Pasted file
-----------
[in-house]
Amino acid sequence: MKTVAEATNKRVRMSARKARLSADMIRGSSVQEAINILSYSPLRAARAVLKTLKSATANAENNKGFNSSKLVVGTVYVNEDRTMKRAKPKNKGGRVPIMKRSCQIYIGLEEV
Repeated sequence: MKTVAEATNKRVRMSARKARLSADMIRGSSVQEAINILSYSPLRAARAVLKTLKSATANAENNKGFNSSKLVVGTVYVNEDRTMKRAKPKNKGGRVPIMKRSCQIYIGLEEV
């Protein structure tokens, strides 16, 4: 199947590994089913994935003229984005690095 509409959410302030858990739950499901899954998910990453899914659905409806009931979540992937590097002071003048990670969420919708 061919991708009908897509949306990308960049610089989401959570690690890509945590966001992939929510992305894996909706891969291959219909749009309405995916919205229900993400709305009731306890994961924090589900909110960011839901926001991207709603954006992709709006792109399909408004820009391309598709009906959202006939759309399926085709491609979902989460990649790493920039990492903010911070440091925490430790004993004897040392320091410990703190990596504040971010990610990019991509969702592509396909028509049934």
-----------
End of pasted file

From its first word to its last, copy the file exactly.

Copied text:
[in-house]
Amino acid sequence: MKTVAEATNKRVRMSARKARLSADMIRGSSVQEAINILSYSPLRAARAVLKTLKSATANAENNKGFNSSKLVVGTVYVNEDRTMKRAKPKNKGGRVPIMKRSCQIYIGLEEV
Repeated sequence: MKTVAEATNKRVRMSARKARLSADMIRGSSVQEAINILSYSPLRAARAVLKTLKSATANAENNKGFNSSKLVVGTVYVNEDRTMKRAKPKNKGGRVPIMKRSCQIYIGLEEV
């Protein structure tokens, strides 16, 4: 199947590994089913994935003229984005690095 509409959410302030858990739950499901899954998910990453899914659905409806009931979540992937590097002071003048990670969420919708 061919991708009908897509949306990308960049610089989401959570690690890509945590966001992939929510992305894996909706891969291959219909749009309405995916919205229900993400709305009731306890994961924090589900909110960011839901926001991207709603954006992709709006792109399909408004820009391309598709009906959202006939759309399926085709491609979902989460990649790493920039990492903010911070440091925490430790004993004897040392320091410990703190990596504040971010990610990019991509969702592509396909028509049934």